Sunday, November 11, 2012

I Scored!

April 13, 1999

The Home Opener. It’s a magical time. We get our first chance to see the team in their whites. What can we expect from them during the season? It’s all looking up on Opening Day.

The Sox were playing the Sox on this day. Bret Saberhagen got the start for the Sox. He was coming off a 15-8 season the year before. It was hoped that he could provide just enough help for Pedro Martinez to lead the Sox back to the playoffs. Things looked pretty good in this start. Almost seven innings of shutout ball, on the way to the win. Saberhagen finally handed the ball to Derek Lowe after giving up a two-out hit in the seventh. Lowe made a but of a jam, but teamed with Mark Guthrie to close it out. There was minimal pressure with a three-run lead at the time.

That lead was extended to a six-run victory by the time it was all over. And just look at that offense. Buford, Frye, Varitek, Sadler finishing off the line-up. There wasn’t even Nomar in the line-up to help things out. But, it was that bottom of the order that got things rolling for the Sox when Varitek and Sadler both walked in the third. I always though Donnie Sadler was the faster player I had ever seen…at least until Ellsbury sprinted into view. Watching him score from first on a triple is just pure joy.

Another set of back-to-back walks led to another big inning for the Sox in the eighth. In this case, Troy O’Leary foreshadowed his October performance with a three-run homer.

The star of the game? Troy only went 1-4 in the game, but I have to give it to O’Leary and his 3 RBI. The team’s goat? Damon Buford was the only player not to reach base for the Sox. Since he was batting sixth, that problem was magnified.

In the end, it didn’t matter. The also-rans in the line-up got the job done. Saberhagen gave it everything he had, and the Red Sox cruised to a victory over the pale hose.

And the scorecard shows how it happened.


  1. Thinking that scoring from first on a triple is rare (meaning *overall* rare--with a man on first, if there's a triple, the guy's probably scoring so it's not rare in that way), I went through WAY too many boxscores and discovered Ellsbury didn't score from first on a triple until July 28th of this year. Two days later, it happened again. So he's done it twice, and I believe he's scored on a triple four times total in his career, with the two other times being from second. This includes postseason.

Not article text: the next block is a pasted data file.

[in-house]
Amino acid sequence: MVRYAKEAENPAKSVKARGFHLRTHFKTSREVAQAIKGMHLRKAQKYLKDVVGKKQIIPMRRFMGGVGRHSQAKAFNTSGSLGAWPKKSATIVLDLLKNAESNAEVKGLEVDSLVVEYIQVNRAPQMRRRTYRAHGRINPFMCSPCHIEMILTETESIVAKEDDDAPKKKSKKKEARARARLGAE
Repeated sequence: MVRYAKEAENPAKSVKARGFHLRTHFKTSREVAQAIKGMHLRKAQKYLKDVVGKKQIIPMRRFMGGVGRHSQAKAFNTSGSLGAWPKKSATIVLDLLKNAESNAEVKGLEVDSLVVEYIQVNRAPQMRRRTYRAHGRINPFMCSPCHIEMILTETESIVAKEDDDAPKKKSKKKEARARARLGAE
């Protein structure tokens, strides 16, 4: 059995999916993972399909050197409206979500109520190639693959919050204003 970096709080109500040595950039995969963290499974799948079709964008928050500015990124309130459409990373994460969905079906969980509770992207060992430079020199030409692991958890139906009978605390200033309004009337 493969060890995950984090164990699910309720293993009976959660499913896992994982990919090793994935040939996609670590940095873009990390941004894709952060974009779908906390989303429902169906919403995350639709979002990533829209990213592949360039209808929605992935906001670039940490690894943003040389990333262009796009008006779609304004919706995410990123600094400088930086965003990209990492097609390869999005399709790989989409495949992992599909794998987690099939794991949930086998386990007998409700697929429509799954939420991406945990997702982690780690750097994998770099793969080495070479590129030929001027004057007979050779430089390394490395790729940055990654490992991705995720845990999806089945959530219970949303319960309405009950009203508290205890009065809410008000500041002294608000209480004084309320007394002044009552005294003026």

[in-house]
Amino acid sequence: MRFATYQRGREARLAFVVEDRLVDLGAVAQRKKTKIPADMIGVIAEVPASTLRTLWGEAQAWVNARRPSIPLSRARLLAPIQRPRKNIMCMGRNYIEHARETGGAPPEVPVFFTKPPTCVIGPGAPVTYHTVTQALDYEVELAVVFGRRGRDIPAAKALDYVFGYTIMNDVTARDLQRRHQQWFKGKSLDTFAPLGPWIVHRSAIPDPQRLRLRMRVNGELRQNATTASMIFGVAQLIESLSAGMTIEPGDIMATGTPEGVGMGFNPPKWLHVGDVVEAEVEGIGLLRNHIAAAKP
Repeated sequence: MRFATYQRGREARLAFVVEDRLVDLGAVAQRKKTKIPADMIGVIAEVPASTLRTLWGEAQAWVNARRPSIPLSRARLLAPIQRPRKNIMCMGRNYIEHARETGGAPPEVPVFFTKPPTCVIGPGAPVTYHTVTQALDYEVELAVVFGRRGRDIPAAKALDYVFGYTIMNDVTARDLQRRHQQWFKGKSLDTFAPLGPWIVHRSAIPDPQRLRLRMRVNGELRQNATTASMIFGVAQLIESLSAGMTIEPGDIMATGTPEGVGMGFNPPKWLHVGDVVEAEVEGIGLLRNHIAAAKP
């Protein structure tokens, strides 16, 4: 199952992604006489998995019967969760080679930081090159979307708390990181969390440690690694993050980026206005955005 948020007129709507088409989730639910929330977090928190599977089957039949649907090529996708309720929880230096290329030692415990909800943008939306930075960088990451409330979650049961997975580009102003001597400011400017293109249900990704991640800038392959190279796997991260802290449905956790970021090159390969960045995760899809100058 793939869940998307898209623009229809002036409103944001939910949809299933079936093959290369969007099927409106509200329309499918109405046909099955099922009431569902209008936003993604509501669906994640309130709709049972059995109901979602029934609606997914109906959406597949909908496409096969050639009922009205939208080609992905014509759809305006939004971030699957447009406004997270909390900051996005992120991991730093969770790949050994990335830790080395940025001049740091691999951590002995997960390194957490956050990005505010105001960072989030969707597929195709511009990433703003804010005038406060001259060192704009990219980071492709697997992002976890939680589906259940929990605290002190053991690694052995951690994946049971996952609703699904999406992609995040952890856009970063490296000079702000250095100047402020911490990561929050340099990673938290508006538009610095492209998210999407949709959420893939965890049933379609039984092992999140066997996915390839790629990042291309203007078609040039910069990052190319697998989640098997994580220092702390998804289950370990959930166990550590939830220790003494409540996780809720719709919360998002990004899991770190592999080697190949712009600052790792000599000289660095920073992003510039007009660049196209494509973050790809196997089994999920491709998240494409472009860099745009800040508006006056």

"We get our first chance to see the team in their whites. "

    Don't forget the photo day game in spring training! Granted, it still looks weird with the palm trees and stuff.

  2. Stating the have WAY too much time on your hands.

    Scoring from first on a triple requires both guys to have speed. I'm guessing that David Ortiz has never scored from first on a triple.

    (yup. I know what I just made you do)

  3. "I'm guessing that David Ortiz has never scored from first on a triple. "

    But if you don't score on a triple from first, there's no other base to stop at. You have to either score, or be thrown out at home. And in the latter case you're probably looking at a double and an advance to third by the batter on the throw. All I'm saying it, due to logistics, the guy on first probably scores way more often than not on a triple. Because if the batter got to third legitimately (meaning not on the throw home), chances are the runner from first has already scored.

  4. So, I guess what I really should say it that I doubt a batter has ever hit a triple with Ortiz at first. Just long doubles.


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